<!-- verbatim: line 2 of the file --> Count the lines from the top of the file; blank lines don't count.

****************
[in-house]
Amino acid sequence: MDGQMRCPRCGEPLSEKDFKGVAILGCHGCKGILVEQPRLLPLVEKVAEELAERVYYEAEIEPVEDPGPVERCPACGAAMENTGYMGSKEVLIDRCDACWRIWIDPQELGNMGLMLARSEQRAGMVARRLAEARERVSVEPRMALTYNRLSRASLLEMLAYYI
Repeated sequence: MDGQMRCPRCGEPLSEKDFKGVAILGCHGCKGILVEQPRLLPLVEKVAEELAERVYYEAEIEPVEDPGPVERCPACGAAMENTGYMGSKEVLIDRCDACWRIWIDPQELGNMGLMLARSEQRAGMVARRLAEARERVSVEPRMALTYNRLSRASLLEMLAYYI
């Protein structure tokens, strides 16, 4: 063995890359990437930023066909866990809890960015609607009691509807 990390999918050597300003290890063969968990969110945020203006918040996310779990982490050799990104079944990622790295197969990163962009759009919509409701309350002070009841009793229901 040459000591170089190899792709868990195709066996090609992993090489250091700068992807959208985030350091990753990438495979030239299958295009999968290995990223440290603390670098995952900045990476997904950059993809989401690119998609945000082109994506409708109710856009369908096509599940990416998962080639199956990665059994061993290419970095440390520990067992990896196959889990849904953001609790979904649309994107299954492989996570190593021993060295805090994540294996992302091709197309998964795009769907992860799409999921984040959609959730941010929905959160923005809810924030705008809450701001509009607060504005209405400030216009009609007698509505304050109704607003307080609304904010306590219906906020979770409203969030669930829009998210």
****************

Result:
Amino acid sequence: MDGQMRCPRCGEPLSEKDFKGVAILGCHGCKGILVEQPRLLPLVEKVAEELAERVYYEAEIEPVEDPGPVERCPACGAAMENTGYMGSKEVLIDRCDACWRIWIDPQELGNMGLMLARSEQRAGMVARRLAEARERVSVEPRMALTYNRLSRASLLEMLAYYI